By Barbara Mazur
Building Bridges: Proceedings of the Fourth international conference of The Consumer Citizenship Network, Sofia, Bulgaria 2007, edited by Dag Tangen and Victoria Thoresen (Hedmark University College, 2008)
Introduction: Geographical and historical conditions have made Podlaskie Voivodeship a place of coexistence of various nations and cultures. A specific cultural landscape has been created, with unique religious multiplicity and variety of rituals. Poles, Belarusians, Tartars, Russians and Jews have been getting along here for centuries. Multinational character provided solid background for the creation of distinct systems of values and attitudes, characteristic of representatives of different denominations inhabiting the northeast of Poland. Many historiographers of the region agree on its unique character. The border of the voivodeship was delineated in 1569 (The Union of Lublin), and the name is derived from its geographical setting: “land among forests” (pod lasem) was called Podlasie. Alternatively, the name “Podlasie” comes from Ruthenian word “Podlasze”, meaning “the land of Lachs(s) – “Lach” being Ruthenian equivalent of “Pole”.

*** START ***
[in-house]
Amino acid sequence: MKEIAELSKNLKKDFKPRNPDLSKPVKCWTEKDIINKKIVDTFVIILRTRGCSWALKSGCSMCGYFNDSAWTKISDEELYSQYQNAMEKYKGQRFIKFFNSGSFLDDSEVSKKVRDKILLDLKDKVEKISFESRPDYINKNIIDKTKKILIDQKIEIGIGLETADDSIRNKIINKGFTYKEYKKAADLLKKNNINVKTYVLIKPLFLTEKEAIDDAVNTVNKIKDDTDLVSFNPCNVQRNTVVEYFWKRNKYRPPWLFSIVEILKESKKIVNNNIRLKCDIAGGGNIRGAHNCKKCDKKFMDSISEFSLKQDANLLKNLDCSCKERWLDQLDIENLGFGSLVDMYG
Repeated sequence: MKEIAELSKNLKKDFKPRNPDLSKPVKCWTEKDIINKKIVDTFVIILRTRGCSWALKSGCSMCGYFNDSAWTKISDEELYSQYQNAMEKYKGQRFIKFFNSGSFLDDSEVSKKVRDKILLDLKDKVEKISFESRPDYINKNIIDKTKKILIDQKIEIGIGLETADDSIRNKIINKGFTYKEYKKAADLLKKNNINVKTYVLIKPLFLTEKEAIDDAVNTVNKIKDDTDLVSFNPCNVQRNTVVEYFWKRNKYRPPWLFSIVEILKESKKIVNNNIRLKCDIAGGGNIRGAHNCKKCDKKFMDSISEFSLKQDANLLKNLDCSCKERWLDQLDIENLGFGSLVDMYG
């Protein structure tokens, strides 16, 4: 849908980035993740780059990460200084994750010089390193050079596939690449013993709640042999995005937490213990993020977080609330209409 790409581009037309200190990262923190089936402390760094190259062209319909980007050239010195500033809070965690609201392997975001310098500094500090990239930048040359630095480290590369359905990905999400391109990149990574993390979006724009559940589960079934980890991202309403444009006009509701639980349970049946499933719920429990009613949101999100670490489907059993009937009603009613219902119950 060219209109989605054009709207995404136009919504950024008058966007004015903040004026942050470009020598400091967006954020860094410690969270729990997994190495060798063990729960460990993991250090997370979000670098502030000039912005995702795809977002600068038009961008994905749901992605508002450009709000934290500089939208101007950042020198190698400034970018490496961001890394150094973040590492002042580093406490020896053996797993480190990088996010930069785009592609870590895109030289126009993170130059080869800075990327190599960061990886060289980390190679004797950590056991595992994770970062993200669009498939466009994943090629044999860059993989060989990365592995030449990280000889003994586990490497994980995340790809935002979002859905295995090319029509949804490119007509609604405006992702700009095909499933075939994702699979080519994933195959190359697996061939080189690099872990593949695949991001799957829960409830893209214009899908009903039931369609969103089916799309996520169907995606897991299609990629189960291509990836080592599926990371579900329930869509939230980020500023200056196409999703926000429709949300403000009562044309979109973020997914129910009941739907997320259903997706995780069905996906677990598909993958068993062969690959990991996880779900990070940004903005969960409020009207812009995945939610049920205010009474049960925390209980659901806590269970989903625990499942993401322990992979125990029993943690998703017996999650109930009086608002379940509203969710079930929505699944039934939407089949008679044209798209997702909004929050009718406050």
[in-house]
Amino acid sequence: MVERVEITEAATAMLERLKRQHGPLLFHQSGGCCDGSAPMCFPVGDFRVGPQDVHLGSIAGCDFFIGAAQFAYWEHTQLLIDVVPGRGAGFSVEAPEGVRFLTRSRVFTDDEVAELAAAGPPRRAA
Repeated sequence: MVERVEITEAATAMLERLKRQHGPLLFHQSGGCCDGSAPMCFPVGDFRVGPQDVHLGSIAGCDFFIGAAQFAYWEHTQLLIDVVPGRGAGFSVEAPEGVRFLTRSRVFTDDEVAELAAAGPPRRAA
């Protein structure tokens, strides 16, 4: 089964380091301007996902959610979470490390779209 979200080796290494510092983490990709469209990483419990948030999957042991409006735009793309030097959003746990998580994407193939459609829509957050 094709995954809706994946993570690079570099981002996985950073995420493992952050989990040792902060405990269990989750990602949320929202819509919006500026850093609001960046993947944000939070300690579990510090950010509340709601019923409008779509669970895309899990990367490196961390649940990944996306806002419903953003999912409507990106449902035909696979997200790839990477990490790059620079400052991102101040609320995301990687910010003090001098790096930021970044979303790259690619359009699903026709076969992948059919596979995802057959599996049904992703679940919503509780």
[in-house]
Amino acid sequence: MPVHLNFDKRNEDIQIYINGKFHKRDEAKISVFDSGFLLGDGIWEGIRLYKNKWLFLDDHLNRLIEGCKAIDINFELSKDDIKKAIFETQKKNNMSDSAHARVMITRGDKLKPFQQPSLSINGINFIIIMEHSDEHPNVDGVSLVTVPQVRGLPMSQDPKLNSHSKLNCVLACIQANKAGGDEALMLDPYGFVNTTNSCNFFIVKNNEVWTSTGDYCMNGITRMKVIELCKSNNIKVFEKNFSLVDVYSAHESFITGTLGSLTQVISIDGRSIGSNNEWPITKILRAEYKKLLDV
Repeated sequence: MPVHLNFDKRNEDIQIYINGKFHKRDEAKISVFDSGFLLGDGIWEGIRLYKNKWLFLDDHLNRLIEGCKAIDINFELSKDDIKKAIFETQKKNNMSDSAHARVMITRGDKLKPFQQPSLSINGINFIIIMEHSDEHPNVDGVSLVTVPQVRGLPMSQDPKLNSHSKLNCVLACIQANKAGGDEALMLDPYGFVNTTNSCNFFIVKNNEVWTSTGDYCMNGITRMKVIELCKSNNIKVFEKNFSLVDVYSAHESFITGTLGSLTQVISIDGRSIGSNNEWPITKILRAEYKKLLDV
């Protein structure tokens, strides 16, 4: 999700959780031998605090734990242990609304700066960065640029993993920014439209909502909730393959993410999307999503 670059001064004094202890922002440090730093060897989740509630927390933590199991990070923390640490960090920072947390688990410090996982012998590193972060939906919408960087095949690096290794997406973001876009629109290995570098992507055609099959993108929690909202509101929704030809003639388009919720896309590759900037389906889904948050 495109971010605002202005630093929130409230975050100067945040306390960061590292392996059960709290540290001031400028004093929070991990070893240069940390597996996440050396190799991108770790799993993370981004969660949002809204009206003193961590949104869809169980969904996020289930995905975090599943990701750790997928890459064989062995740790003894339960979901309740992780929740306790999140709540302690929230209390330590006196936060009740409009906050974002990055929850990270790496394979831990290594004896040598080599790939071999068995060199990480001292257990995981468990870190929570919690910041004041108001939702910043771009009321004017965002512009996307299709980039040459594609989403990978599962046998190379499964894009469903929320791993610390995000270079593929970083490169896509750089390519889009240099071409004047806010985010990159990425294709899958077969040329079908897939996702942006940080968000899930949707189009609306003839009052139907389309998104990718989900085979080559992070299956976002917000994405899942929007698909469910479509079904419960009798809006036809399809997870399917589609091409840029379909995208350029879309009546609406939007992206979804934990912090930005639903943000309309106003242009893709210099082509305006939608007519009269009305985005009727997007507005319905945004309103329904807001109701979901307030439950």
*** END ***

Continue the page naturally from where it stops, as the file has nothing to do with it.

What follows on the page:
Since the very beginning of its history Podlasie has been the object of competition among the Mazovian dynasty of Piasts and Lithuenian and Mazovian dukes. In 11th century the region has often changed its national status: it fell under the authority of Kiev Ruthenia, then it became part of the Duchy of Volinia. In 13th century it was part of Lithuania, and later became part of heritage of Mazovian dukes. Stability came about in the first decades of 15th century, when Podlasie was split between Mazovia and Lithuania. In 1569 almost the whole of Podlasie (apart from Bia’owieski Forest and Knyszy(ski Forest) became the land of the Crown. The appointment of Ivan Sapieha as the first voivode took place in 1513 in Drohiczyn. Thus, enacted by King Sigismund the Old, Podlaskie Voivodeship came into existence. Up to 15th century the territory of Podlasie – frontier land among Mazovia, Prussia, Sudovia, Lithuenia and Ruthenian Duchies – was almost entirely covered with primeval forests and swamps. Rivers provided the only venues of communication between loose network of scattered insular settlements. Political instability, frequent approaches by hostile forces and the absence of roads hampered development. Political stability, which ensued the normalization of relations with Lithuania, the defeat of the Teutonic Order in the war of 1409-1411, and the end of Polish-Lithuanian-Teutonic War fostered the intensification of settlement and specified its course and limits. It brought about further development of municipal and rural settlement, and led to the creation of parochial network of Catholic and Orthodox churches.